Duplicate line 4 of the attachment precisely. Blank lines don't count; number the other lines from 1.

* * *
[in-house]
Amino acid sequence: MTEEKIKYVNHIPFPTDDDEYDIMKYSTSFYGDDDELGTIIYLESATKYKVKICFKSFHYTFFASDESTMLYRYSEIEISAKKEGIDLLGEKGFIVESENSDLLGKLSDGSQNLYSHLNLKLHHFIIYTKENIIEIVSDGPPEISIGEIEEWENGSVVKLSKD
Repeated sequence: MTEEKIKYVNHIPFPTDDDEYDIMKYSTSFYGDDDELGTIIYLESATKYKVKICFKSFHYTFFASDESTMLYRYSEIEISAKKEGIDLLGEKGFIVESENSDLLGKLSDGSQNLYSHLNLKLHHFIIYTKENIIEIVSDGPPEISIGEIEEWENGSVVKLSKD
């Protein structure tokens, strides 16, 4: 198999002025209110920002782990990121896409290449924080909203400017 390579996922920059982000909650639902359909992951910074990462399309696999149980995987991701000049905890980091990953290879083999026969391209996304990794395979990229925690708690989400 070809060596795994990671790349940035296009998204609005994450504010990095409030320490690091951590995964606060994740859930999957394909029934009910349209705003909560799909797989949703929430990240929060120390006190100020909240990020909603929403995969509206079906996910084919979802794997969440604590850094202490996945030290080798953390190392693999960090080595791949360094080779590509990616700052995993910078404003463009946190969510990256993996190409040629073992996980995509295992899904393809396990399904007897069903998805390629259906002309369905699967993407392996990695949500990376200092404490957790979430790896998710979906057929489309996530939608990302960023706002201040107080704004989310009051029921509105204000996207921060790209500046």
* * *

């Protein structure tokens, strides 16, 4: 198999002025209110920002782990990121896409290449924080909203400017 390579996922920059982000909650639902359909992951910074990462399309696999149980995987991701000049905890980091990953290879083999026969391209996304990794395979990229925690708690989400 070809060596795994990671790349940035296009998204609005994450504010990095409030320490690091951590995964606060994740859930999957394909029934009910349209705003909560799909797989949703929430990240929060120390006190100020909240990020909603929403995969509206079906996910084919979802794997969440604590850094202490996945030290080798953390190392693999960090080595791949360094080779590509990616700052995993910078404003463009946190969510990256993996190409040629073992996980995509295992899904393809396990399904007897069903998805390629259906002309369905699967993407392996990695949500990376200092404490957790979430790896998710979906057929489309996530939608990302960023706002201040107080704004989310009051029921509105204000996207921060790209500046």